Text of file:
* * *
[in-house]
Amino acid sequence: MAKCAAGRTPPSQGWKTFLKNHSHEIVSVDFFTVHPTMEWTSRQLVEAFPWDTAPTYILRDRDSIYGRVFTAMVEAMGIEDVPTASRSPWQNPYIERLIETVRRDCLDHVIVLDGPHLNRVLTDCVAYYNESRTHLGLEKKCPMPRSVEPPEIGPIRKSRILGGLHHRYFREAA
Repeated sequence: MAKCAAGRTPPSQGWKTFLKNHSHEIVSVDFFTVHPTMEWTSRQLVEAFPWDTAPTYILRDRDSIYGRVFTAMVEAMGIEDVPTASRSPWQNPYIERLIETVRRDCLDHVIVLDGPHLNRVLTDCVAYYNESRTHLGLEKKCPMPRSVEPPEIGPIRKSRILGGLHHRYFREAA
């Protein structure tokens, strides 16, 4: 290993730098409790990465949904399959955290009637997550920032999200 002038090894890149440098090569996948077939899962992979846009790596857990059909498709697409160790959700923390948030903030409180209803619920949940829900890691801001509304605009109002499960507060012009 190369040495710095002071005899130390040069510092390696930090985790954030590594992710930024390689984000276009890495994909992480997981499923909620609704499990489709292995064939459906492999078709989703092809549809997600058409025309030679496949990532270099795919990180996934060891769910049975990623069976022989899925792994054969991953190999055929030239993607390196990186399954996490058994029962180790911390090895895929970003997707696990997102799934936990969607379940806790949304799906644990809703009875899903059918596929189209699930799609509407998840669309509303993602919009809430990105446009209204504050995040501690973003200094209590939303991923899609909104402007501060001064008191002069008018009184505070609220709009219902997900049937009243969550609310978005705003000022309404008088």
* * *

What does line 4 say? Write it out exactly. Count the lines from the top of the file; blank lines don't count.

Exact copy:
């Protein structure tokens, strides 16, 4: 290993730098409790990465949904399959955290009637997550920032999200 002038090894890149440098090569996948077939899962992979846009790596857990059909498709697409160790959700923390948030903030409180209803619920949940829900890691801001509304605009109002499960507060012009 190369040495710095002071005899130390040069510092390696930090985790954030590594992710930024390689984000276009890495994909992480997981499923909620609704499990489709292995064939459906492999078709989703092809549809997600058409025309030679496949990532270099795919990180996934060891769910049975990623069976022989899925792994054969991953190999055929030239993607390196990186399954996490058994029962180790911390090895895929970003997707696990997102799934936990969607379940806790949304799906644990809703009875899903059918596929189209699930799609509407998840669309509303993602919009809430990105446009209204504050995040501690973003200094209590939303991923899609909104402007501060001064008191002069008018009184505070609220709009219902997900049937009243969550609310978005705003000022309404008088």